Are Hustings a massive waste of time during elections?

I was part of a short segment from Chris Page on BBC Newsline looking at the issue of election hustings.

I have seen hustings from both an organisers point of view and somebody who has sat in the audience. For most organisers they are hugely stressful and time consuming, for an audience member they can be a chance to learn about a candidate or they can be incredibly frustrating as candidates struggle/avoid answering questions, plus for some of the more established politicians they can be regarded as a chore.

For anybody thinking about organising a hustings for this coming election, I would advise them to try and be different from what is already out there. Last year when Slugger organised an East Belfast debate, we tried to be as different as possible in terms of location and format. The usual format of a chair, panel and then audience participation is a bit old and stale at this stage. Can you come up with a different location for your husting? Or can you develop a new format that might get people interested?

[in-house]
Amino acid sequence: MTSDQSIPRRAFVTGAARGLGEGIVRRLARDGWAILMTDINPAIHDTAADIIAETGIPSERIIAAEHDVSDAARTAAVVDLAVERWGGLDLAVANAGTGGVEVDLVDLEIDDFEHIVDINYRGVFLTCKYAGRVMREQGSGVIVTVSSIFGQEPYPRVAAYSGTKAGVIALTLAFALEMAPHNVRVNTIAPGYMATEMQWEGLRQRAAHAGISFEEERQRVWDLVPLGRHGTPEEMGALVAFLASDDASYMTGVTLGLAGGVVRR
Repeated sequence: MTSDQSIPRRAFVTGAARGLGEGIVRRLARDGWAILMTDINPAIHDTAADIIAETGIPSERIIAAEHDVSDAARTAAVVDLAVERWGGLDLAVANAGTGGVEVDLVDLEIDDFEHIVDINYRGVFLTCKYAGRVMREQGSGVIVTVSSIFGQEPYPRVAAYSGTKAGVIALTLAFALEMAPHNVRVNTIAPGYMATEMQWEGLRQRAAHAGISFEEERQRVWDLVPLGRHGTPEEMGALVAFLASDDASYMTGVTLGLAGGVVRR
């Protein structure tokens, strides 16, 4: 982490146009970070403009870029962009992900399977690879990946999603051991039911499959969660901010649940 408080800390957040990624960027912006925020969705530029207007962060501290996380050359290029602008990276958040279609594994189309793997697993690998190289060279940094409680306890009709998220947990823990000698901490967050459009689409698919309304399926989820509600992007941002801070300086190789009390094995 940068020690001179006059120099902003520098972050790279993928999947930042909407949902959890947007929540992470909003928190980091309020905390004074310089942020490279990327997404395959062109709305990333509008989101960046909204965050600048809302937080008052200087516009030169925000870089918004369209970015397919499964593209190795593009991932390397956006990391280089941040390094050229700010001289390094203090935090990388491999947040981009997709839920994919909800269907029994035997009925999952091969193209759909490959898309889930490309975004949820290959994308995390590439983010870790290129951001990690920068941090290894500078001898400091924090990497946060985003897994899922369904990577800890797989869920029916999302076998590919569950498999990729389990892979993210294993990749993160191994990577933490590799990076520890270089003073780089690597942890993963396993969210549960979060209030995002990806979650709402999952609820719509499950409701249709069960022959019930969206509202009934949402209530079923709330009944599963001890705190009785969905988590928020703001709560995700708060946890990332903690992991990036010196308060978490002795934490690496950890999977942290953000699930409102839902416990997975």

Other than that, they can have little impact on the election. Some politicians boycott hustings altogether and get election with relative ease.

Would be interested to hear your thoughts in the comments section….

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  • There is a model, “I’m a councillor, get me out of here”, run by youth organisations in schools.

  • There were scores of hustings for the General Election in Oxfordshire, where the sitting MPs often didn’t do very well (especially after a good lunch).

  • Reader

    How about reviving the balloon debate format?
    (That’s just multi-round AV, I think)